Living Alone Increases Odds of Developing Dementia
PAIN
Tai Chi May Help Ease Fibromyalgia
'Cell Phone Elbow' -- A New Ill for the Wired Age
Alleviating Rheumatoid Arthritis
PHYSICAL THERAPY
PREGNANCY
Mom's Extra Pregnancy Pounds May Raise Child's Heart Risks
Expectant Mom's Exercise Keeps Newborn's Birth Weight Down
Alternative Treatments May Boost IVF Success
SENIORS
Tai Chi May Help Ease Fibromyalgia
For Older Walkers, Faster Is Better
Tai Chi May Help Ward Off Knee Pain in Seniors
SEXUAL HEALTH
SLEEP DISORDERS
Exercising Throat Muscles May Relieve Sleep Apnea
Meditation May Help Put Primary Insomnia to Bed
Better Sleep, Grades Seem to Go Up
WOMEN'S HEALTH
Most Women With Osteoporosis Unaware of Raised Fracture Risk
Prenatal Stress May Boost Baby's Asthma Risk
Caffeine in Pregnancy Associated With Low Birth Weight Risk
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Air Pollution Raises Risk of Heart Disease, Death

here's growing proof that air pollution is associated with heart attack, stroke and cardiovascular death, says an updated American Heart Association (AHA) scientific statement released Monday.

Of the different types of air pollution, the evidence is strongest for fine particulate matter (called PM2.5 by scientists because the particles have a diameter of 2.5 micrometers or less). Its tiny size makes it more likely to infiltrate even the smallest airways, and according to the experts who wrote the updated statement, it's the type of air pollution most likely to cause cardiovascular disease.

Major sources of PM2.5 include fossil fuel combustion from industry, traffic and power generation.

"Particulate matter appears to directly increased risk by triggering events in susceptible individuals within hours to days of an increased level of exposure, even among those who otherwise may have been healthy for years," statement lead author Dr. Robert D. Brook said in an AHA news release.

"Growing evidence also shows that longer-term PM2.5 exposures, such as over a few years, can lead to an even larger increase in these health risks," he added. As a result, the AHA stated that fine particulate matter "should be recognized as a 'modifiable factor' that contributes to cardiovascular morbidity and mortality."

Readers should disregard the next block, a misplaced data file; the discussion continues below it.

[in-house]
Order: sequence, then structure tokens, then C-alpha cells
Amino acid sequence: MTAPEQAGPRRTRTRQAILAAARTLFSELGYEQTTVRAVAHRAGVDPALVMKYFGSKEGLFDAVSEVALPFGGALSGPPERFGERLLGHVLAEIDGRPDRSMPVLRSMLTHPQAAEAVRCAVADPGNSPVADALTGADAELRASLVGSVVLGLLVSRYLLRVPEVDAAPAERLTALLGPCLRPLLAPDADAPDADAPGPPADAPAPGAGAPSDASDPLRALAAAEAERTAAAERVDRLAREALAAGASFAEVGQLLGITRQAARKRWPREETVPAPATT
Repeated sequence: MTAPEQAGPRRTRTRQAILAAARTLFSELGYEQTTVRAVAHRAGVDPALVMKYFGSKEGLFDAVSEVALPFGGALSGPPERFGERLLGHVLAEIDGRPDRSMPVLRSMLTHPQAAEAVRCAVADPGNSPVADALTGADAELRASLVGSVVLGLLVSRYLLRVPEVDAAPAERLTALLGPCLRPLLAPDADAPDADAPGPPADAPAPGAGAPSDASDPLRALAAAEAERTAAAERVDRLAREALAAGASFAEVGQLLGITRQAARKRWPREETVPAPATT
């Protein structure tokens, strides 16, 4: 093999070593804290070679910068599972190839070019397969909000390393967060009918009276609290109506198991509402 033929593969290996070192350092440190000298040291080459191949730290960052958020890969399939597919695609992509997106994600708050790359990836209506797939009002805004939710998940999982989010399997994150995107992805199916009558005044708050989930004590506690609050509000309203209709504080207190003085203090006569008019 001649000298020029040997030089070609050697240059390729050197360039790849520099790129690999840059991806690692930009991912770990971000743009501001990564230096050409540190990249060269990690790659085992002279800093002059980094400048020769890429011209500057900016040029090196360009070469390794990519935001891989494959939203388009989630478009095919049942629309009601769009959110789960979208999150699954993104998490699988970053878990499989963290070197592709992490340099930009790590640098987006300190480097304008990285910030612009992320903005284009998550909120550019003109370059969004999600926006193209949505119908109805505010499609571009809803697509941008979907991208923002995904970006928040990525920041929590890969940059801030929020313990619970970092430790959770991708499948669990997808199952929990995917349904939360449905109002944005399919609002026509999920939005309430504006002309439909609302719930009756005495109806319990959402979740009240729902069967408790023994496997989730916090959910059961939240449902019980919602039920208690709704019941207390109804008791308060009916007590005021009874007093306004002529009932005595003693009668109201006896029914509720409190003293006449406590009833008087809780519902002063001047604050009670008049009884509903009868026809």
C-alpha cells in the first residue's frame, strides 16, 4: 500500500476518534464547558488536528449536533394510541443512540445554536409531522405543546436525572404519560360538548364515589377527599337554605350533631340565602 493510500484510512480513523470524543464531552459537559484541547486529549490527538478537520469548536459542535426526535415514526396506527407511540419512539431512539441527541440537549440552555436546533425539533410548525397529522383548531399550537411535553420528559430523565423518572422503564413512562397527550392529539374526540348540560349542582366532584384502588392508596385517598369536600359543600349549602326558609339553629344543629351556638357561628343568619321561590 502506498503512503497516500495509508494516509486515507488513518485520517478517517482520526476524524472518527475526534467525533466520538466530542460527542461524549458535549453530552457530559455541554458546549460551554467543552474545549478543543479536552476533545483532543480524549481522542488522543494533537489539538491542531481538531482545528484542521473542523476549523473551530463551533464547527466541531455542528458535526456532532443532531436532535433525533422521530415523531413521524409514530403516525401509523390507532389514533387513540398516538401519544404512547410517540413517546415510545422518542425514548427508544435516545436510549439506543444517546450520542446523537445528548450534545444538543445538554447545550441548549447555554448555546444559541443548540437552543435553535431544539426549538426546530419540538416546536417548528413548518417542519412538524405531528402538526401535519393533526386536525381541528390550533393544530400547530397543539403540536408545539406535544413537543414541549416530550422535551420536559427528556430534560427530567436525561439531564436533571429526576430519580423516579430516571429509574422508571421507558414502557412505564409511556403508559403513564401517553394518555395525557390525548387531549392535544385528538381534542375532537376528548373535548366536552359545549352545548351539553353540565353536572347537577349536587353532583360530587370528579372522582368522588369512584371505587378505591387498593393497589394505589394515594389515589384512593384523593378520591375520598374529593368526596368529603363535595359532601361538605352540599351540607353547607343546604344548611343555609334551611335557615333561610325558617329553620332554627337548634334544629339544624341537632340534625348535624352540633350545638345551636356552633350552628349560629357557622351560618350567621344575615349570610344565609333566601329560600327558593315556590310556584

Those at highest risk from PM2.5 exposure include the elderly, people with existing heart diseases (for example, heart failure or coronary artery disease), and possibly those with diabetes.

"The foremost message for these high-risk groups remain that they should work to control their modifiable traditional risk factors -- blood pressure, cholesterol, diabetes, [and] smoking," said Brook, a cardiovascular medicine specialist at the University of Michigan, Ann Arbor. In addition, he wrote, people can limit their exposure to PM2.5 pollution "by decreasing their time outside when particle levels are high and reducing time spent in traffic."

He and colleagues also concluded that there is:

* Strong level of evidence of a link between air pollution and ischemic heart disease (a narrowing of the coronary arteries that prevents adequate blood supply to the heart).
* Modest level of evidence that air pollution is associated with peripheral vascular diseases, irregular heartbeats and cardiac arrest.
* A "moderate, yet growing link" between air pollution and heart failure and ischemic stroke (a stroke caused by an interruption on the blood flow to the brain).
* A "small yet consistent" association between short-term exposure to air pollution and premature death.

The updated statement appears online May 10 in the journal Circulation.

SOURCES: American Heart Association, news release, May 10, 2010 Published on: May 10, 2010